Spinal cord damaged persons.

Our current criteria for selecting chronic SCI spastic paretic patients to enter LB therapy are: presence of some voluntary muscle activity in the lower limbs, particularly the quadriceps femoris; mobility of joints; no severe muscle shortenings, and no skin ulceration or other severe diseases. Missing voluntary hip flexion can be tolerated initially, especially when it can be elicited by facilitating measures in the initial testing on the treadmill (see above). With all patients we thoroughly discuss the possible therapeutic goals based on the results presented and referred to in this report. Thus for patients with low amounts of voluntary activity in their legs and with additional arm and/or rump paralyses hindering the use of crutches or rollators, gain of independent walking is an unlikely outcome, while walking with help is still a realistic outcome . In severely paralyzed paraplegics, even with the use of arms, the possible entraining of stepping may allow limited walking over short distances only. However, aided walking with the help of another person, including or not including stair case climbing, or independent walking for even a few steps only, would be of advantage in daily life, and are thus acceptable therapeutic goals. The leading principle may thus be to enable each patient to reach his/her highest level of individual walking capability by intensive and aided training of upright walking. In general it is important to stress that LB therapy is always combined with training of independent standing up from the wheel chair as well as sitting down and the manoevers connected to this, like curving with the rollator on narrow space, walking backwards for a few steps and so on.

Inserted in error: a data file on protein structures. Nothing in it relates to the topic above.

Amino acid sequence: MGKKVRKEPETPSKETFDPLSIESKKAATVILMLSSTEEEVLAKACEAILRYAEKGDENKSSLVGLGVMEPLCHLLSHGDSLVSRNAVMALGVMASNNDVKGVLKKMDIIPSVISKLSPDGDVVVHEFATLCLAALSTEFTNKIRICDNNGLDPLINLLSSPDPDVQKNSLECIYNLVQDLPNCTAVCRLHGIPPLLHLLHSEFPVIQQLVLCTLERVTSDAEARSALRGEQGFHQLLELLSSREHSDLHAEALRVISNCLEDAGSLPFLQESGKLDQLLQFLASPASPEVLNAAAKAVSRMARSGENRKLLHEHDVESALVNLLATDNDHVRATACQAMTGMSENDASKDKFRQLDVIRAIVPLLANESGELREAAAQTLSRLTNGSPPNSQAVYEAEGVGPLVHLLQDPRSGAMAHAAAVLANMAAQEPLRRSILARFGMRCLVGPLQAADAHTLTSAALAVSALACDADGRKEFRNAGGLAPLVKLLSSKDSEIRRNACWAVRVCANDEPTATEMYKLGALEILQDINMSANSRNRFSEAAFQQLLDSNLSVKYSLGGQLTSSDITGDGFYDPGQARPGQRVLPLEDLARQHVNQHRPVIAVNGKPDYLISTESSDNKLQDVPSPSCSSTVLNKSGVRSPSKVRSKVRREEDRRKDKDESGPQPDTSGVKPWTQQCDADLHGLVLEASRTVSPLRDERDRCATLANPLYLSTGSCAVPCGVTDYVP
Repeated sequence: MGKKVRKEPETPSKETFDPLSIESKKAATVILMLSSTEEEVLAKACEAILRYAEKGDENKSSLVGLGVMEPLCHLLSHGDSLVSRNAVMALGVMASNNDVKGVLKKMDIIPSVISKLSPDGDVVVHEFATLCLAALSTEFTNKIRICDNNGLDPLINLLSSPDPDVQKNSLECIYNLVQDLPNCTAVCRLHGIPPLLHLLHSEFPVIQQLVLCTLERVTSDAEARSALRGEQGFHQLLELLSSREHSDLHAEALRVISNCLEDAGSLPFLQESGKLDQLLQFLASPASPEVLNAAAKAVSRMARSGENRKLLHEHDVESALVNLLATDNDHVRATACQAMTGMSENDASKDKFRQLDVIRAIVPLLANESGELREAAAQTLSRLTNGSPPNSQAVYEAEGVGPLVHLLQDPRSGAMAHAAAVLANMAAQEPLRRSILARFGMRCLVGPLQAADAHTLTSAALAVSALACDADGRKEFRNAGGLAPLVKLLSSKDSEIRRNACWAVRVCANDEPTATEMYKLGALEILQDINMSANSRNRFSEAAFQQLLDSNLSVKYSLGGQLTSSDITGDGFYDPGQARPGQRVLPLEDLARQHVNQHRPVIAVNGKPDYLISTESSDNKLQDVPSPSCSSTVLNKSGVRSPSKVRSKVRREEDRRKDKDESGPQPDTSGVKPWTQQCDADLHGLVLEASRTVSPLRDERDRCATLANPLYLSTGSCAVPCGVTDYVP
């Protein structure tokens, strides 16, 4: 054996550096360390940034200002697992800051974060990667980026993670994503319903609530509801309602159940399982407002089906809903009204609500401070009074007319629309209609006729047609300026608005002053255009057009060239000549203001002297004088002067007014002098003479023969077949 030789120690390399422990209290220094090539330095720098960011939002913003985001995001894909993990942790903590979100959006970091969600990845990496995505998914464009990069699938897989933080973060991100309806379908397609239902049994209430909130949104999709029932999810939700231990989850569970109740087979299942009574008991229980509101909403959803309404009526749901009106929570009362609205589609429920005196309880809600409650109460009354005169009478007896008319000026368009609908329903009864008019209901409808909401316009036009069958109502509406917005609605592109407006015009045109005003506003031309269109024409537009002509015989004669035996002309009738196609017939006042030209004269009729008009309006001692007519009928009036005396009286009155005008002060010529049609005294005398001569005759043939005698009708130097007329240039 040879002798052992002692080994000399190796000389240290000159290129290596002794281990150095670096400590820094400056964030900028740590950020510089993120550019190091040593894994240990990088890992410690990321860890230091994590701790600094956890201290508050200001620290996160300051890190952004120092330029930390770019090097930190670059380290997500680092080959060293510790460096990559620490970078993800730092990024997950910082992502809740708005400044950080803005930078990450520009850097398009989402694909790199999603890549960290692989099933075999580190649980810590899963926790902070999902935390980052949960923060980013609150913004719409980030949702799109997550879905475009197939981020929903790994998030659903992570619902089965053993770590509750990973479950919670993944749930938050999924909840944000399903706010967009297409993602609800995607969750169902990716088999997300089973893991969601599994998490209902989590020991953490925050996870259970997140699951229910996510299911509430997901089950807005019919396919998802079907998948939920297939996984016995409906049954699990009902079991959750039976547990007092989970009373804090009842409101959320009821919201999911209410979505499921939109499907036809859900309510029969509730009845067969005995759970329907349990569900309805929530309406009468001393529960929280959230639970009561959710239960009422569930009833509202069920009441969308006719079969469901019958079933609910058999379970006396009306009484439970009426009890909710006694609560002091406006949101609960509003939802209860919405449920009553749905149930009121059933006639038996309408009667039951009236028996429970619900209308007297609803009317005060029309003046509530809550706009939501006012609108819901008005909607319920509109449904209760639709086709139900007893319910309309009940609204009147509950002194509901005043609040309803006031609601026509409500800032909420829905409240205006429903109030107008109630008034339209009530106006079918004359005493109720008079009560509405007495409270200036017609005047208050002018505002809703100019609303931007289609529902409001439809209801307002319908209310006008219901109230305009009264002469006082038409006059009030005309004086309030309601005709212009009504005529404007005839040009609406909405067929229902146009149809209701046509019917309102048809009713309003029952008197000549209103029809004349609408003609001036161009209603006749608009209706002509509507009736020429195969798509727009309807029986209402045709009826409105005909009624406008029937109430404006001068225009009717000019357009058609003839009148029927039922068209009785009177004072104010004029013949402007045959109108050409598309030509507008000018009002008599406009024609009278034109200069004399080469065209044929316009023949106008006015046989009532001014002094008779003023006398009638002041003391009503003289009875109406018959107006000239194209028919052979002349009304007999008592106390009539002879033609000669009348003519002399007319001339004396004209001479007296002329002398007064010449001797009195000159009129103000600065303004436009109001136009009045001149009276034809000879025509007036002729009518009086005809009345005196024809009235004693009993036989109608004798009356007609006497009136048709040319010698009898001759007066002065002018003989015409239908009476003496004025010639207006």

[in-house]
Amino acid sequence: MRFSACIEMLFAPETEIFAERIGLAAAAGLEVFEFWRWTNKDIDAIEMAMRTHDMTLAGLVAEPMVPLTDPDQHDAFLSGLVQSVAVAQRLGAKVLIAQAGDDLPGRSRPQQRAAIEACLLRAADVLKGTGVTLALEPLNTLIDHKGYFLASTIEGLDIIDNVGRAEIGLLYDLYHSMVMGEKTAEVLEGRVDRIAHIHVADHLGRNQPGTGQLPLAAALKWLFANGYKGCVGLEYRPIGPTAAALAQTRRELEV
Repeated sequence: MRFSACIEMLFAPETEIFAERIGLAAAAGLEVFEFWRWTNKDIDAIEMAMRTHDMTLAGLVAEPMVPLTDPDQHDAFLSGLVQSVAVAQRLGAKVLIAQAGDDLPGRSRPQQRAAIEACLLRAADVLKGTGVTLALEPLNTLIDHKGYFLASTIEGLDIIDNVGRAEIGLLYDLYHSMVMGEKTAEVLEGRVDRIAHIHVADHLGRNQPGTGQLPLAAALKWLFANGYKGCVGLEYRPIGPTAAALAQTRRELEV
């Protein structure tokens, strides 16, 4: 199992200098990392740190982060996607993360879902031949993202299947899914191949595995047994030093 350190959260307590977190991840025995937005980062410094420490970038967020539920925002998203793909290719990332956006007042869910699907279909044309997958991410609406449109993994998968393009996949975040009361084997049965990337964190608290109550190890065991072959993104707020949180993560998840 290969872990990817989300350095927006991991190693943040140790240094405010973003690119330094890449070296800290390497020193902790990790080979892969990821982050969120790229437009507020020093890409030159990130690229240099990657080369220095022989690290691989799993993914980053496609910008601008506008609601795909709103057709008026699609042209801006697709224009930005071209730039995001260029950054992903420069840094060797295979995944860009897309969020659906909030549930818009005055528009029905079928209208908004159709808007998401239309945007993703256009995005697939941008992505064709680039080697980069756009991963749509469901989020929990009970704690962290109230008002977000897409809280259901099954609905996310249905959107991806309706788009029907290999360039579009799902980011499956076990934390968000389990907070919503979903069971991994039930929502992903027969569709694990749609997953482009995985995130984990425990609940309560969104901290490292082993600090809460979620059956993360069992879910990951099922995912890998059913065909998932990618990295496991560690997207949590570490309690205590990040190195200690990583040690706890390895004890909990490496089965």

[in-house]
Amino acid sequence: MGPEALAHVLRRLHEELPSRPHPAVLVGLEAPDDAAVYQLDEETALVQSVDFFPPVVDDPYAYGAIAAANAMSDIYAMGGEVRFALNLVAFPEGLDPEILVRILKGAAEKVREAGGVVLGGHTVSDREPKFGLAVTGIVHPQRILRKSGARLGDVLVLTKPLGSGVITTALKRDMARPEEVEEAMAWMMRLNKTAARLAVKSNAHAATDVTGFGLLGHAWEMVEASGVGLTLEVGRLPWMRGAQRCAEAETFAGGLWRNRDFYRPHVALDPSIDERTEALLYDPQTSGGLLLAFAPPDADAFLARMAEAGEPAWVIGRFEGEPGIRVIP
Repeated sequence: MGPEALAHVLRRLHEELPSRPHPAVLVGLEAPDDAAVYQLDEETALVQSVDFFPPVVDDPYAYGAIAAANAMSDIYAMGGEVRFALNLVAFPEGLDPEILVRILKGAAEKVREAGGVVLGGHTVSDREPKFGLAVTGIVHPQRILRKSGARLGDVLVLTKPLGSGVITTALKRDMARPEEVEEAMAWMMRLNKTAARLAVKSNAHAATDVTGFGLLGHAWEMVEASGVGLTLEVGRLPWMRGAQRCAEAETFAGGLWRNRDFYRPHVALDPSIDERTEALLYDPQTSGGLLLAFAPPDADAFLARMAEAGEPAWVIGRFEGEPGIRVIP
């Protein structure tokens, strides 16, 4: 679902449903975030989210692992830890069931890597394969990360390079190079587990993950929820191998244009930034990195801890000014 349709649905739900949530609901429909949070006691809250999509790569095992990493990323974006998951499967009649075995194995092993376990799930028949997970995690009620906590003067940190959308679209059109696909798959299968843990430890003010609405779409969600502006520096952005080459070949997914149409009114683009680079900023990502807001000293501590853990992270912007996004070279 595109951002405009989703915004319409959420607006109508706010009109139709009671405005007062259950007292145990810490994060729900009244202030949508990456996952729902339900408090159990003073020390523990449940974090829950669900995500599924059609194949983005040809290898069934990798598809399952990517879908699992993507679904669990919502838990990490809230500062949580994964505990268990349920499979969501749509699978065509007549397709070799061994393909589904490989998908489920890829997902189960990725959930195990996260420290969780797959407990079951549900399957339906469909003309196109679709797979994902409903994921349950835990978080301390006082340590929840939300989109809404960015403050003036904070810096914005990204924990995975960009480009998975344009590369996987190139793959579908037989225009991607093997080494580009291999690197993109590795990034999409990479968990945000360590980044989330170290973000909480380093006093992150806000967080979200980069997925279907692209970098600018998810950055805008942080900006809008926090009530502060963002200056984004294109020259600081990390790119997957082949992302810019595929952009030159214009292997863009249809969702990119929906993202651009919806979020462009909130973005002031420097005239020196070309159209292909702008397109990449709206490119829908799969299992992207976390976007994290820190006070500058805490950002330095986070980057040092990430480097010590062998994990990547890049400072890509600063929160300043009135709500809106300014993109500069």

Criteria for selecting acute patients are basically similar as described for chronic patients. Taking into account spontaneous recovery continuing for several weeks after spinal cord damage, LB therapy is started as soon as some voluntary movements in lower limbs appears rather than waiting for spontaneous recovery of motor functions to plateau. In acute patients who have suffered trauma of the spinal column, the safety of the procedure has to be assured by the orthopedic surgeon. With surgical stabilization of the vertebral column (Harms, 1992), the start of walking exercise was usually allowed within a few weeks after trauma (for details see Wernig et al., 1995). Also with acutely spinal cord lesioned patients, LB therapy was usually performed for 5 days a week from the very beginning, which was well tolerated.

The cause of spinal cord injury is not an important criterium but the degree of flaccid paralysis due to cell loss in myelitis or vascular disorders can be a limiting factor. In our collection of patients trauma was most frequent, followed by non-progressive myelitis, tumors, vascular disorders and other causes.